Tom Cadwallader recently returned from a 16-day volunteer assignment in Belarus through CNFA, a nonprofit organization focused on empowering people and enterprises in the developing world.
Cadwallader, Gleason, earned an M.S. in Animal Sciences from CALS in 1980. He is a farmer and UW-Extension agent in Lincoln County. He also also serves as an instructor for the college’s Wisconsin School for Beginning Dairy and Livestock Farmers and once managed the sheep program at the Spooner Agricultural Research Station.
He worked in Belarus to teach the International Foundation of Rural Development (IFRD), how to formulate a strategic plan to achieve their goals, translate this strategic plan into an operational plan and formulate performance indicators in key result areas. Cadwallader worked with the IFRD in October 2009 to set up the basis for a strategic planning process to be used to gain funding from domestic and international grants to support rural community economic development work.
“The IFRD has slowly developed over the last 10 years and it is very interesting for me to see how they have evolved and taken on work in rural economic development issues and community development,” said Cadwallader. “The work they are doing is very similar to work being done in the U.S. and I enjoyed seeing these similarities.”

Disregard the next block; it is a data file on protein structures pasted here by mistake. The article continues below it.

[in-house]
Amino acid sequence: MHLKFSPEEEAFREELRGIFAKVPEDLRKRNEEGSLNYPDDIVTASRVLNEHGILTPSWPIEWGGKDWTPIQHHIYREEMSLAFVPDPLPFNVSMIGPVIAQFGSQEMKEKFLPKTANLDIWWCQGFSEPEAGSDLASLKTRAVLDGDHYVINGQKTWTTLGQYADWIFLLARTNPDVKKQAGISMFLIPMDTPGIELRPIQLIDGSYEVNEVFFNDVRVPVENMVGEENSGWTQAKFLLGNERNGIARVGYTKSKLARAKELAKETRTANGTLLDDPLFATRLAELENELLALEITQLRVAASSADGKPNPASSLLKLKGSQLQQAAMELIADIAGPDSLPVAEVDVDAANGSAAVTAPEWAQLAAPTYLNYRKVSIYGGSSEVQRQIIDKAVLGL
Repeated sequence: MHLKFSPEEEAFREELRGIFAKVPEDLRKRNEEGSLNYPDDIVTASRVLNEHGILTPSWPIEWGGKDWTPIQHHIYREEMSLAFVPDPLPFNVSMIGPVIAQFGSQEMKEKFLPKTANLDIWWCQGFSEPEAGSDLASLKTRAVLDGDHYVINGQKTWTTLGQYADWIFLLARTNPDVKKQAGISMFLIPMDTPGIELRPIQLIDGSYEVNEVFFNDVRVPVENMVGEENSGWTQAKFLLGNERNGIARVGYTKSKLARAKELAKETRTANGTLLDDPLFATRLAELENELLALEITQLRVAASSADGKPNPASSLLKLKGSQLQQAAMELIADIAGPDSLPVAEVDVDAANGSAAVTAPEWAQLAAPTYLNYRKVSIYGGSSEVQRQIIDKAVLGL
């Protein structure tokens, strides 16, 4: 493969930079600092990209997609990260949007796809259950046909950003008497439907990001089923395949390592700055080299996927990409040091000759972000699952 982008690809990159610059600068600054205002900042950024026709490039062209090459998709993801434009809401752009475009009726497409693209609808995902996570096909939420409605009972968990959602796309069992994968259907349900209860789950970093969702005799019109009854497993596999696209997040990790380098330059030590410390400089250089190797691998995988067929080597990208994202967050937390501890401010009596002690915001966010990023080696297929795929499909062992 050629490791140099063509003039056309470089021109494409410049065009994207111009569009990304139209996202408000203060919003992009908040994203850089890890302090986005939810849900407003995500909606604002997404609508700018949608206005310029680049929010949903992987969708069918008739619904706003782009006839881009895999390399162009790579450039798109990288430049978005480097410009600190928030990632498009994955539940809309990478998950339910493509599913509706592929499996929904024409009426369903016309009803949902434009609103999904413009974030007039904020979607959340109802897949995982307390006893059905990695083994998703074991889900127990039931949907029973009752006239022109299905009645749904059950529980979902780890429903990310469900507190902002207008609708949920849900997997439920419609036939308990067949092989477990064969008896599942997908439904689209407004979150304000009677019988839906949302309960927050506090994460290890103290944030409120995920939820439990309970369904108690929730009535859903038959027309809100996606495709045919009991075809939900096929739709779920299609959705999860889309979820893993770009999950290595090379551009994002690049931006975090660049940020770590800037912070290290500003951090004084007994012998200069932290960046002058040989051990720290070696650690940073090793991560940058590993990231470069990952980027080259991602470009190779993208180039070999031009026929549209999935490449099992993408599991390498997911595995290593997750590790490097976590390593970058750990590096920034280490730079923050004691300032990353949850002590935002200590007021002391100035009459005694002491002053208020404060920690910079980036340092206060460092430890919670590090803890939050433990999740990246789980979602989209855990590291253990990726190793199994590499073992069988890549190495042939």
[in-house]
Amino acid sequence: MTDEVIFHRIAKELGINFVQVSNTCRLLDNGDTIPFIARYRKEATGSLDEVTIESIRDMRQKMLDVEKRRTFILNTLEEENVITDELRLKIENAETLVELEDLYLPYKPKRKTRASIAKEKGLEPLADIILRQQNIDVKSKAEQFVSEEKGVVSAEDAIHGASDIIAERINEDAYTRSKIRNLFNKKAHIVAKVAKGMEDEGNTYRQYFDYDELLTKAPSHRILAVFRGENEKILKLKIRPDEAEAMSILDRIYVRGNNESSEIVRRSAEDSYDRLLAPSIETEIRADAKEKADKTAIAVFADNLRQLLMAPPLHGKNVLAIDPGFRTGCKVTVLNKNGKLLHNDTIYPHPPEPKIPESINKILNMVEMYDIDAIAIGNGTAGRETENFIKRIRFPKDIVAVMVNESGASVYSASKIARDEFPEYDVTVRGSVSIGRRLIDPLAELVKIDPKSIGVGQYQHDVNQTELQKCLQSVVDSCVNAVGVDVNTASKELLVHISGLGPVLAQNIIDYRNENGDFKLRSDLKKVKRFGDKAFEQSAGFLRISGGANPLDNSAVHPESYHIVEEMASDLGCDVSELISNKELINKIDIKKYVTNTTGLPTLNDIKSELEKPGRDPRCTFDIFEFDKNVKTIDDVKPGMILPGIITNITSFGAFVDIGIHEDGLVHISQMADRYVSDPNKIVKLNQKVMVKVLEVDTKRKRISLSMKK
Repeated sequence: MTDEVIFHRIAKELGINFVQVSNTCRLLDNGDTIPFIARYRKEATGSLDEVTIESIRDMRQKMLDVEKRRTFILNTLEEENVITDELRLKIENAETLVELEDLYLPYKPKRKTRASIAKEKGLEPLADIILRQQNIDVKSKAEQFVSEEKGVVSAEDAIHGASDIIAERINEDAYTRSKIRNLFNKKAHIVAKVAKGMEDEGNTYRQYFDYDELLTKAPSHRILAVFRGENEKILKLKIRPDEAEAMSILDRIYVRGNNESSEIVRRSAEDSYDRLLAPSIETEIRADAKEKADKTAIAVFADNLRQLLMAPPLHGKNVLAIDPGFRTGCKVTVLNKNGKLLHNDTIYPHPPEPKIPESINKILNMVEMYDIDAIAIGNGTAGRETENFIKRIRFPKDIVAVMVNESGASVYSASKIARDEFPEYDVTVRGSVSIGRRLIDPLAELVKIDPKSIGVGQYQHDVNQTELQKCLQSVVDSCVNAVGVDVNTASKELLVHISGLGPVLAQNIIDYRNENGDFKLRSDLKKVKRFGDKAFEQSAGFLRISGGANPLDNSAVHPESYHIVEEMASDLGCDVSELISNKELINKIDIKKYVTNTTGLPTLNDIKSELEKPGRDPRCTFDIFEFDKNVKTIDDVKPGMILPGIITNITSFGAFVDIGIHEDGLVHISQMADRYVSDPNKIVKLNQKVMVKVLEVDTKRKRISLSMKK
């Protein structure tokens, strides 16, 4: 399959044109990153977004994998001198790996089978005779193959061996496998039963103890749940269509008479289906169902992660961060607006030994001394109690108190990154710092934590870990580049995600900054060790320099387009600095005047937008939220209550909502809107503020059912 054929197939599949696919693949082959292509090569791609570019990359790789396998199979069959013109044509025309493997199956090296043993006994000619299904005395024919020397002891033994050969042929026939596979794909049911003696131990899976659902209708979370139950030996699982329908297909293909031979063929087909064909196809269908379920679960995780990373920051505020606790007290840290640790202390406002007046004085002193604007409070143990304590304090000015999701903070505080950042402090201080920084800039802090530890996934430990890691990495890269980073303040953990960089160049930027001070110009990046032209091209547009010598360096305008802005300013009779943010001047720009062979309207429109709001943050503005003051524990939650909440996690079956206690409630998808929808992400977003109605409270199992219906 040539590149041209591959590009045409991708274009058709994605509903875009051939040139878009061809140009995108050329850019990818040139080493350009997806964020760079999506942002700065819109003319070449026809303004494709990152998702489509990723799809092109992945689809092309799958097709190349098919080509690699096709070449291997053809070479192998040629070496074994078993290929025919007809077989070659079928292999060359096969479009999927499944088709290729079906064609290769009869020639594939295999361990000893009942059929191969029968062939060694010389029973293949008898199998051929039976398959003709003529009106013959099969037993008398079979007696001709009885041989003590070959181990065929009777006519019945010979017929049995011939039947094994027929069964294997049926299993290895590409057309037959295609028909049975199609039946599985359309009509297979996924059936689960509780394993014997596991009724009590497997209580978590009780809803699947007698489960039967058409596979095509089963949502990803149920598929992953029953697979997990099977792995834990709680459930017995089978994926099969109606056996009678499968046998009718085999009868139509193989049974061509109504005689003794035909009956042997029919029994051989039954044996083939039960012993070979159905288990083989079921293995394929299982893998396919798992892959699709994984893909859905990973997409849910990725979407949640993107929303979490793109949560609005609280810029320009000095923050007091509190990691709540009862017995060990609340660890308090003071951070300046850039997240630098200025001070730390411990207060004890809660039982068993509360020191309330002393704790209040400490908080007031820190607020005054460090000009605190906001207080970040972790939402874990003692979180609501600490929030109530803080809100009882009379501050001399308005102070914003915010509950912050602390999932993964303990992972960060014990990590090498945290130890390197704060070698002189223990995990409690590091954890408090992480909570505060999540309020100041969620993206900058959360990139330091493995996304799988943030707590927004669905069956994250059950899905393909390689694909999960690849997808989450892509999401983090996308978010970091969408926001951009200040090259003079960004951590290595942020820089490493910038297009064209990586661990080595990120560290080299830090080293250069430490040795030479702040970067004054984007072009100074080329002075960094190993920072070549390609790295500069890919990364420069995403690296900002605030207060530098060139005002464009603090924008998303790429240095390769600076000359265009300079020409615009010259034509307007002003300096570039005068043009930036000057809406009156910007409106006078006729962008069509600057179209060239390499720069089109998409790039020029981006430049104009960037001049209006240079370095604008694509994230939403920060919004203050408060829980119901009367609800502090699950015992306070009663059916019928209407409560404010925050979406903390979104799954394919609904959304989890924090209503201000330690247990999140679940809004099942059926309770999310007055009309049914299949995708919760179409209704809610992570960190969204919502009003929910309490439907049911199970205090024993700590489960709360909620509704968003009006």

According to Cadwallader there are many similarities between the U.S. and Belarus, and also many differences between the communities of Belarus. “It is just like how in the U.S. there is not one stereotypical person. In Belarus there are many unique communities and different types of people. I don’t speak Russian but I love to watch the interactions between people,” said Cadwallader.
Cadwallader worked with the main host, the IFRD, and three partner organizations located in the southwest, southeast, and north central parts of Belarus, which allowed him to see multiple communities in the country. He has volunteered since 1993 in many different parts of the world.
“Farmer-to-Farmer is about connecting people to share knowledge and experiences. I have been able to share my experiences and help people from other countries adopt U.S. practices. Volunteering is very rewarding because I can share my expertise and see how my job works in a different political environment,” said Cadwallader.
“Volunteering is a lot of fun, and it also helps me learn for my job at home. One main difference I saw in Belarus is that business meetings are very informal. They are usually over dinner and I really enjoy that,” said Cadwallader.
Cadwallader traveled to Belarus under the United States Agency for International Development (USAID)-funded Farmer-to-Farmer Program, which provides voluntary technical assistance to farmers, farm groups, and agribusinesses in developing and transitional countries to promote sustainable improvements in food processing, production, and marketing. Founded in 1985, CNFA is dedicated to strengthening agricultural markets and empowering entrepreneurs in the developing world.